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NSP president calls for sorghum profitability in next farm bill

Agriculture.com Staff 11/14/2006 @ 2:42pm

National Sorghum Producers (NSP) President Greg Shelor of Minneola, Kansas, participated in a farm bill panel discussion this week at the Kansas Commodity Classic held in Salina.

In his remarks, Shelor shared how NSP is working to ensure sorghum's profitability. He said NSP is focusing in four areas: farm policy, energy, technology and water.

"NSP will work with the 110th Congress to implement higher crop insurance price elections for sorghum and fine-tune the marketing loan system so that county loan rates are more reflective of true local market conditions," Shelor said. "With drought and water availability impacting producers, NSP is encouraging Congress to recognize sorghum's water-sipping characteristics in the Conservation Title of the 2007 farm bill."

Farm policy changes over the last 20 years have impacted sorghum plantings. But with ethanol plants being built across the Sorghum Belt, many producers are starting to look at sorghum again. Grain sorghum yields the same amount of ethanol as corn. Other sorghums may also help the U.S. become more energy-independent. Shelor said that more research dollars are needed to look at alternative renewable feedstocks like sorghum.

"NSP has been meeting with Members of Congress to convey that sorghum is much more than just starch to ethanol. In China and India, sweet sorghums are used routinely in ethanol production. Sweet sorghum has about the same sugar content as sugarcane and can be efficiently converted into ethanol," Shelor said. "Biomass sorghum, currently used by cattle feeders and dairy producers in the U.S, makes a great feedstock for cellulose ethanol because of the brown midrib trait in some forage sorghums that contributes to a lower amount of lignin.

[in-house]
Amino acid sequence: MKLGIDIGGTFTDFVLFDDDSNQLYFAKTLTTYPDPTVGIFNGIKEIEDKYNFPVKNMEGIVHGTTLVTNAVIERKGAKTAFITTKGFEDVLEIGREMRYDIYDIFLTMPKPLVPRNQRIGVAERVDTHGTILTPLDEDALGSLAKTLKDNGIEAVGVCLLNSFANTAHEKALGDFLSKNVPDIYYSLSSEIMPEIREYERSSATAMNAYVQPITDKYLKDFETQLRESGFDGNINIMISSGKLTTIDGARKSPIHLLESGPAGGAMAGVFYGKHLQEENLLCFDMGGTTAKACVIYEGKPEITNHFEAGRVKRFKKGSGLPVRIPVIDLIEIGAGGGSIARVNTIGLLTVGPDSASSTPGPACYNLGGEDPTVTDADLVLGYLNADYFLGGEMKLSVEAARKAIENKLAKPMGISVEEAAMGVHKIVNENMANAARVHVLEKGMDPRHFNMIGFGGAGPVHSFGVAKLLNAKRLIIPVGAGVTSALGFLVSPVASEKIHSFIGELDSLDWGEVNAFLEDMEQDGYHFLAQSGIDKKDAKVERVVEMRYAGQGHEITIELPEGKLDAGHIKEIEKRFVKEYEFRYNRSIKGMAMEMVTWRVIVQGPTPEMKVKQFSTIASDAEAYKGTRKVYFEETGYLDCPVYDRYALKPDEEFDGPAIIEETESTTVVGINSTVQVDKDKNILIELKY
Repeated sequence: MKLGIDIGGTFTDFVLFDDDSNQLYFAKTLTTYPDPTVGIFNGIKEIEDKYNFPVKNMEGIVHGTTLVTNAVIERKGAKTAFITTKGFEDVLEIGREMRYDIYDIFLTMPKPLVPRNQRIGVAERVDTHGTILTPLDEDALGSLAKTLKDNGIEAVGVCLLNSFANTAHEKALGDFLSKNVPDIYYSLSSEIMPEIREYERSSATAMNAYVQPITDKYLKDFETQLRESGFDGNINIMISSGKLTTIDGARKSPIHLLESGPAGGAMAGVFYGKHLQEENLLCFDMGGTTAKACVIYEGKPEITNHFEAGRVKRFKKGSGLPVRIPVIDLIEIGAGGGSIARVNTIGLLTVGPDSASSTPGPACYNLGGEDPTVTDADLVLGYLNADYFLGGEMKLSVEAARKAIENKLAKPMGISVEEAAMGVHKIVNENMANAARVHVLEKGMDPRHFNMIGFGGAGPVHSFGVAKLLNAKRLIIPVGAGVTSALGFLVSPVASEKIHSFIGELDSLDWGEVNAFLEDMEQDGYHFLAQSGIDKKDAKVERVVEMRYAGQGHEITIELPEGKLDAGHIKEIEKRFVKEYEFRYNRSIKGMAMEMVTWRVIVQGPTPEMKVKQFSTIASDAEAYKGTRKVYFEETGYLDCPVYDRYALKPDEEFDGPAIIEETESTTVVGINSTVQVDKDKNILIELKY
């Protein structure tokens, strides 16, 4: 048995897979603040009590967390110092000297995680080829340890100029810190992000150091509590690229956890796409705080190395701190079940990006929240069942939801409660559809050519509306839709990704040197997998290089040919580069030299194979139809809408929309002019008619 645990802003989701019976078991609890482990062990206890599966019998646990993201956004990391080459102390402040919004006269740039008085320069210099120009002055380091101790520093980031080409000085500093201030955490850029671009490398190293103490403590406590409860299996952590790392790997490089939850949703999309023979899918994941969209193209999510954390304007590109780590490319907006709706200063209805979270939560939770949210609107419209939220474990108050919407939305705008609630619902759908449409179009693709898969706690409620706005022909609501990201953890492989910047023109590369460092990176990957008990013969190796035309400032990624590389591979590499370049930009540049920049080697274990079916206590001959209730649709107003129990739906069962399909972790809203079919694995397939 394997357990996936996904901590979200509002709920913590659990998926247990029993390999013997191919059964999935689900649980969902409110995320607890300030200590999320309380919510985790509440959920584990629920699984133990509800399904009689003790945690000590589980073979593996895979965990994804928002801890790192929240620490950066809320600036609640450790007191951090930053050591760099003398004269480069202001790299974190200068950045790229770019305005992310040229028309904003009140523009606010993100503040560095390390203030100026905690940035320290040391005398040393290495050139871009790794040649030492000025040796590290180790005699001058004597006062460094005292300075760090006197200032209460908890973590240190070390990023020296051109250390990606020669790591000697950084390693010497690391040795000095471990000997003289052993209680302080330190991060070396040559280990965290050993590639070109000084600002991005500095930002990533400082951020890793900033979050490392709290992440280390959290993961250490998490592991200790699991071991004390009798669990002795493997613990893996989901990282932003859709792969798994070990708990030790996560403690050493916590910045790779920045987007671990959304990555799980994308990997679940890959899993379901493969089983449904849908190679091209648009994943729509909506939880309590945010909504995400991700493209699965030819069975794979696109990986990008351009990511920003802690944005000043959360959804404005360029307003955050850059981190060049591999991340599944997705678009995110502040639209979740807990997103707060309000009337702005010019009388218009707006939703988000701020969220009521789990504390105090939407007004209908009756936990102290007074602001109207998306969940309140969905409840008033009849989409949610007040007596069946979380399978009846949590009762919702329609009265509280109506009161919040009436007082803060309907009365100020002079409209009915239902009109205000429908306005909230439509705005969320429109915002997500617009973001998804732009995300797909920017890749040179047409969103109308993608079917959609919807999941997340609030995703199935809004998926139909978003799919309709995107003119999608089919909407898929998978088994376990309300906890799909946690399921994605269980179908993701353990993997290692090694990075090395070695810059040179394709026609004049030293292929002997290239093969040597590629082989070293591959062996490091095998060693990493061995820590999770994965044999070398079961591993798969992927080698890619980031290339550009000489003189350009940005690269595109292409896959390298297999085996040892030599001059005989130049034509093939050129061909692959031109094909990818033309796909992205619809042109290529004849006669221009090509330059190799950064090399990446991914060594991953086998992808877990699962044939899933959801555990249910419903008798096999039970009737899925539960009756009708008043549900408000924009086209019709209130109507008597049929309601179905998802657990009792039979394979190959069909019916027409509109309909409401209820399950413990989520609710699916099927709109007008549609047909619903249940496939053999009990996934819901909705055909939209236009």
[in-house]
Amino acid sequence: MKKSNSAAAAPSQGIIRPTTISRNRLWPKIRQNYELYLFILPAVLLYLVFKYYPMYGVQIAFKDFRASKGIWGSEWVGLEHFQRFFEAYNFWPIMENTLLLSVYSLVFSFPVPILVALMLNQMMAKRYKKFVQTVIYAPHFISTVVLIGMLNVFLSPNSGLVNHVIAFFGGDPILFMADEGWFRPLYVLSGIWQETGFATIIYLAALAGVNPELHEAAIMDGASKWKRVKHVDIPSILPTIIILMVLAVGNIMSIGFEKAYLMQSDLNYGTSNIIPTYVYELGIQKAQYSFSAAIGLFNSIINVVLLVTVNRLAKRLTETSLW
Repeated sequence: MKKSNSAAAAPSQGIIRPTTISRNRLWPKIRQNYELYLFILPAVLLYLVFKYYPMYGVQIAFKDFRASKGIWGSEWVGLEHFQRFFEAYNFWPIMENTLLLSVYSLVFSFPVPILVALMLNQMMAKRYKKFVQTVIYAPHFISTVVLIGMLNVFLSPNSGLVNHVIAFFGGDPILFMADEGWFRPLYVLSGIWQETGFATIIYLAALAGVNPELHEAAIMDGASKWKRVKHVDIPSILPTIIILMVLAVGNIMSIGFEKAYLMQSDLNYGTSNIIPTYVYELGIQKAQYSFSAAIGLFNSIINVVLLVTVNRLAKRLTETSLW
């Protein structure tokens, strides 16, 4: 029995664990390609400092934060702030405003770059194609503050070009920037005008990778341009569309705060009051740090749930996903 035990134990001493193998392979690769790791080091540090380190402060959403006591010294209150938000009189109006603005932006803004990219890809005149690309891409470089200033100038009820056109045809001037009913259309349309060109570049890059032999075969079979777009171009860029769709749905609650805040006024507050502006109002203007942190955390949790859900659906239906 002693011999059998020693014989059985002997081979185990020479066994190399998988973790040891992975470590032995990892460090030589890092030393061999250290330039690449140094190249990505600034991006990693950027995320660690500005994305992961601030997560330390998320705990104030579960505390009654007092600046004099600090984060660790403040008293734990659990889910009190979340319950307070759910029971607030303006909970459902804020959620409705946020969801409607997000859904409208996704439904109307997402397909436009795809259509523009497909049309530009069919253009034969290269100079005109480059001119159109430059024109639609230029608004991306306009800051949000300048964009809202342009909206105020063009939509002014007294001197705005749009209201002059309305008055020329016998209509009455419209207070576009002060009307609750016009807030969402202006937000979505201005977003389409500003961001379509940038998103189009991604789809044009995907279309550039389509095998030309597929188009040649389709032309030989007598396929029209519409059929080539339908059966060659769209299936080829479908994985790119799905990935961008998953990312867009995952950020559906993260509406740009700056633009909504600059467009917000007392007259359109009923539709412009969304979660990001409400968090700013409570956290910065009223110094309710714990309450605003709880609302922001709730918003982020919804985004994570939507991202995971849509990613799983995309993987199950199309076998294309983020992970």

"In addition, these sorghums yield up to 40 tons per acre translating into more gallons of ethanol per acre while utilizing less water than other feedstocks."

Shelor told participants that the National Grain Sorghum Producers Foundation is working with state sorghum commissions and associations as well as public institutions and private industry to expand technology available for sorghum. Over-the-top-grass and weed control remains a priority and once in the field, will help ensure sorghum's profitability for producers.

He also said that water will continue to be a critical issue and that U.S. conservation policy needs to reward crops like sorghum that provide "more crop per drop."

National Sorghum Producers (NSP) President Greg Shelor of Minneola, Kansas, participated in a farm bill panel discussion this week at the Kansas Commodity Classic held in Salina.

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